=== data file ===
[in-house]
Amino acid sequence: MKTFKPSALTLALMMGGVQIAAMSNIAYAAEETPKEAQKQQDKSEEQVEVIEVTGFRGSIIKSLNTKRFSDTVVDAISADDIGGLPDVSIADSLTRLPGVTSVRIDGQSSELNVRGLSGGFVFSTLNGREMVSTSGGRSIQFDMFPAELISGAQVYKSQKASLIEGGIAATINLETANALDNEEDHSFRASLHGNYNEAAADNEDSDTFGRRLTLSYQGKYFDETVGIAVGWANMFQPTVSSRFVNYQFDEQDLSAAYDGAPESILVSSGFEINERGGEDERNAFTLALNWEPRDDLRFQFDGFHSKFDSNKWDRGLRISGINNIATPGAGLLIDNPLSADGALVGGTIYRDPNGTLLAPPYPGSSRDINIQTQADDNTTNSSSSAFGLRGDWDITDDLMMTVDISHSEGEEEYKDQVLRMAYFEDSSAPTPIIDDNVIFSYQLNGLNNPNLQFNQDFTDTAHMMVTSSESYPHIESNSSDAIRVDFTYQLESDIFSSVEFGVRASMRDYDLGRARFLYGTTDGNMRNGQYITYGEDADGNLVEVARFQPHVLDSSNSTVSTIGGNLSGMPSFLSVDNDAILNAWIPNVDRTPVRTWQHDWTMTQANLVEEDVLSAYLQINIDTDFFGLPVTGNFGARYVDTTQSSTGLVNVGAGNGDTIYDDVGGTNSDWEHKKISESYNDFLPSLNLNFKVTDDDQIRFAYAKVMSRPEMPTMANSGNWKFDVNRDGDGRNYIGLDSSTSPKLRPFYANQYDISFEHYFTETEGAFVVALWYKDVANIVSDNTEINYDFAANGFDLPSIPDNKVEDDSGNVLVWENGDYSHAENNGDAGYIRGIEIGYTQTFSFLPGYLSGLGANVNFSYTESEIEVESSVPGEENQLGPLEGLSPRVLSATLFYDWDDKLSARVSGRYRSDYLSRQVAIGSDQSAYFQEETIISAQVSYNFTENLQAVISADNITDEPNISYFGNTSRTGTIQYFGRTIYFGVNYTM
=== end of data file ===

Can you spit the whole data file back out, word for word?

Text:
[in-house]
Amino acid sequence: MKTFKPSALTLALMMGGVQIAAMSNIAYAAEETPKEAQKQQDKSEEQVEVIEVTGFRGSIIKSLNTKRFSDTVVDAISADDIGGLPDVSIADSLTRLPGVTSVRIDGQSSELNVRGLSGGFVFSTLNGREMVSTSGGRSIQFDMFPAELISGAQVYKSQKASLIEGGIAATINLETANALDNEEDHSFRASLHGNYNEAAADNEDSDTFGRRLTLSYQGKYFDETVGIAVGWANMFQPTVSSRFVNYQFDEQDLSAAYDGAPESILVSSGFEINERGGEDERNAFTLALNWEPRDDLRFQFDGFHSKFDSNKWDRGLRISGINNIATPGAGLLIDNPLSADGALVGGTIYRDPNGTLLAPPYPGSSRDINIQTQADDNTTNSSSSAFGLRGDWDITDDLMMTVDISHSEGEEEYKDQVLRMAYFEDSSAPTPIIDDNVIFSYQLNGLNNPNLQFNQDFTDTAHMMVTSSESYPHIESNSSDAIRVDFTYQLESDIFSSVEFGVRASMRDYDLGRARFLYGTTDGNMRNGQYITYGEDADGNLVEVARFQPHVLDSSNSTVSTIGGNLSGMPSFLSVDNDAILNAWIPNVDRTPVRTWQHDWTMTQANLVEEDVLSAYLQINIDTDFFGLPVTGNFGARYVDTTQSSTGLVNVGAGNGDTIYDDVGGTNSDWEHKKISESYNDFLPSLNLNFKVTDDDQIRFAYAKVMSRPEMPTMANSGNWKFDVNRDGDGRNYIGLDSSTSPKLRPFYANQYDISFEHYFTETEGAFVVALWYKDVANIVSDNTEINYDFAANGFDLPSIPDNKVEDDSGNVLVWENGDYSHAENNGDAGYIRGIEIGYTQTFSFLPGYLSGLGANVNFSYTESEIEVESSVPGEENQLGPLEGLSPRVLSATLFYDWDDKLSARVSGRYRSDYLSRQVAIGSDQSAYFQEETIISAQVSYNFTENLQAVISADNITDEPNISYFGNTSRTGTIQYFGRTIYFGVNYTM